Hannibal Heyes Plans
On nights when he couldn’t sleep, which happened far more than he liked, Hannibal Heyes dug out the Book—the latest volume of a continuing meandering saga of thoughts and plans titled Hannibal Heyes Plans.
He kept it well-hidden so he could be as truthful as he liked. Many of his entries would’ve incriminated him in a court of law, but, as most of his crimes were already known, he didn’t let it worry him.
No, what did worry him was one of the gang finding it and making mockery of the other entries—less ‘plans’ and more thoughts and ponderings—the things he couldn’t really say to anyone but needed to get off his chest.
In consequence, he hid his Book well.
But not well enough.
Kid’s mouth turned up at the edges. He hadn’t had such good reading in—well—forever.
It wasn’t his fault he’d been stuck at Devil’s Hole with a bad cold when the rest of the gang was out robbing. And it wasn’t his fault Heyes hadn’t hid the book good enough.
The book distracted him from his cold. It distracted him from being left behind and worrying about how they were managing without him. Some parts of it left him with a smile, a grin from ear to ear.
Other parts wiped that smile clean from his face with Heyes’ eloquence, loneliness, worries and anxieties. The dark things that went through his mind and he couldn’t tell anyone. Apparently, not even Kid.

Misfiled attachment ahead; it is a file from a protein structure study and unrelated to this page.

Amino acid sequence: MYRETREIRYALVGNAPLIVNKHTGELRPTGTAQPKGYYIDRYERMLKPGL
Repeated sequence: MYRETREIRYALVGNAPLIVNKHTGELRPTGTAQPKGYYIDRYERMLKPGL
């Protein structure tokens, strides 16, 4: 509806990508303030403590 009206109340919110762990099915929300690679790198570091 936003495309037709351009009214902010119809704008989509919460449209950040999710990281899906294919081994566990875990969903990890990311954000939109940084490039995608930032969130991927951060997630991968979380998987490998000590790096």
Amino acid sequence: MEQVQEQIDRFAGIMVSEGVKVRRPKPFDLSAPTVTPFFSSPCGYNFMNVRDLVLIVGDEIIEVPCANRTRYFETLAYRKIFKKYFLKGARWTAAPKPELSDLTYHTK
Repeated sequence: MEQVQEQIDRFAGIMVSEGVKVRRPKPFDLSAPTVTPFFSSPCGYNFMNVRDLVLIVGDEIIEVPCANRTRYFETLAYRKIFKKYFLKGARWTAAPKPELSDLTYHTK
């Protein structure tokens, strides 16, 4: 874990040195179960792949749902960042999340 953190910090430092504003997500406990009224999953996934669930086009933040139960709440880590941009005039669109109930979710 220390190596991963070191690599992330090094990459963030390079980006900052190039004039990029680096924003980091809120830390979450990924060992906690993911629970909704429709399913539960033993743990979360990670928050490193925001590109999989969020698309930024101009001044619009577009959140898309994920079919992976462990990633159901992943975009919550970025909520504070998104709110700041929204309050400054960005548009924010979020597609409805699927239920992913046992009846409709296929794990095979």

Heyes was worried about this life, and how it would all end for them. And he was worried about Kid, and what it was doing to him.
The volumes kept Kid distracted—and occupied—till they were back. He slammed the last volume shut guiltily when he heard hoof beats, his heart pounding, guilt slamming into his chest, along with a returned awareness of his headache, sore throat, and the drippy nose he’d been blowing on a handkerchief off and on all day.
He shoved the books away, careful to put them in their hiding place in the same order he’d found them. He hadn’t got to read the last few pages, Heyes’ latest entries, plans, and thoughts.
Kid, who was only wearing his long underwear, shoved his feet into his boots, threw a coat on, and went out to greet them. It was colder than he expected. He stayed in the doorway, arms crossed, waiting for Heyes. The cold air made him cough harder. He crossed his arms to keep his chest warm.
Heyes was all smiles and grins, obviously elated from the fact that his latest plan had gone well. He stopped when he saw Kid’s face, though. His expression grew uncertain, off-balance.
“Hey Kid. You feeling any better?” he asked.
“Yeah,” said Kid, looking Heyes straight in the eyes. He’d put the books back right, but any thought of hiding what he’d read had fled at the first moment he’d seen Heyes again. There were some things they needed to talk about. A lot of things.
“Found some good reading, Heyes,” said Kid.
“Oh?” Heyes’ eyelids fluttered once, twice. His only tell.
Kid nodded. “Yeah, Heyes. Very educational. Thought we might talk about it later?” It was a question, a hope for things to change.
In Heyes’ face, he saw a mixture of feeling confounded, embarrassed, and relieved.
“Guess so,” Heyes replied, and gave Kid a rueful smile. As he brushed past Kid, he dug an elbow into his side. “Mr. Nosy.”
Kid grinned, accepted the elbow, and realized Heyes was already on the way to forgiving him.